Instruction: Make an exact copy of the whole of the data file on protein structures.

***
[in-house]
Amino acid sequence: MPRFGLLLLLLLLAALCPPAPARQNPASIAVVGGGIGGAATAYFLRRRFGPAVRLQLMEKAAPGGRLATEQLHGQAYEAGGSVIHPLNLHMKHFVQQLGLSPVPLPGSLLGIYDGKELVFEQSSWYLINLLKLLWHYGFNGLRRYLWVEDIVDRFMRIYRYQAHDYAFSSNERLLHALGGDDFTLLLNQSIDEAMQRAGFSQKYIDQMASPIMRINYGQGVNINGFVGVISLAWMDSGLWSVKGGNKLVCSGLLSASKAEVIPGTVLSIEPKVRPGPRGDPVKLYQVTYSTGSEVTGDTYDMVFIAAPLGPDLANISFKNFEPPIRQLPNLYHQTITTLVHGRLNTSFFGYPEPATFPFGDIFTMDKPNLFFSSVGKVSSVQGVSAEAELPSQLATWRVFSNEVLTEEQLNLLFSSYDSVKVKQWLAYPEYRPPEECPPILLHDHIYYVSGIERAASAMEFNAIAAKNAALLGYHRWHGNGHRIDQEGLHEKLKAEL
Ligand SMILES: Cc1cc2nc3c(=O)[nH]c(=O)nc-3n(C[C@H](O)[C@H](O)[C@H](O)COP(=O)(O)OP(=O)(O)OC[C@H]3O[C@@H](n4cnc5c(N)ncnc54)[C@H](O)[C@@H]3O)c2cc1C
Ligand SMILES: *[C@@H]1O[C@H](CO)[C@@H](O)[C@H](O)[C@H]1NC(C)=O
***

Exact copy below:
[in-house]
Amino acid sequence: MPRFGLLLLLLLLAALCPPAPARQNPASIAVVGGGIGGAATAYFLRRRFGPAVRLQLMEKAAPGGRLATEQLHGQAYEAGGSVIHPLNLHMKHFVQQLGLSPVPLPGSLLGIYDGKELVFEQSSWYLINLLKLLWHYGFNGLRRYLWVEDIVDRFMRIYRYQAHDYAFSSNERLLHALGGDDFTLLLNQSIDEAMQRAGFSQKYIDQMASPIMRINYGQGVNINGFVGVISLAWMDSGLWSVKGGNKLVCSGLLSASKAEVIPGTVLSIEPKVRPGPRGDPVKLYQVTYSTGSEVTGDTYDMVFIAAPLGPDLANISFKNFEPPIRQLPNLYHQTITTLVHGRLNTSFFGYPEPATFPFGDIFTMDKPNLFFSSVGKVSSVQGVSAEAELPSQLATWRVFSNEVLTEEQLNLLFSSYDSVKVKQWLAYPEYRPPEECPPILLHDHIYYVSGIERAASAMEFNAIAAKNAALLGYHRWHGNGHRIDQEGLHEKLKAEL
Ligand SMILES: Cc1cc2nc3c(=O)[nH]c(=O)nc-3n(C[C@H](O)[C@H](O)[C@H](O)COP(=O)(O)OP(=O)(O)OC[C@H]3O[C@@H](n4cnc5c(N)ncnc54)[C@H](O)[C@@H]3O)c2cc1C
Ligand SMILES: *[C@@H]1O[C@H](CO)[C@@H](O)[C@H](O)[C@H]1NC(C)=O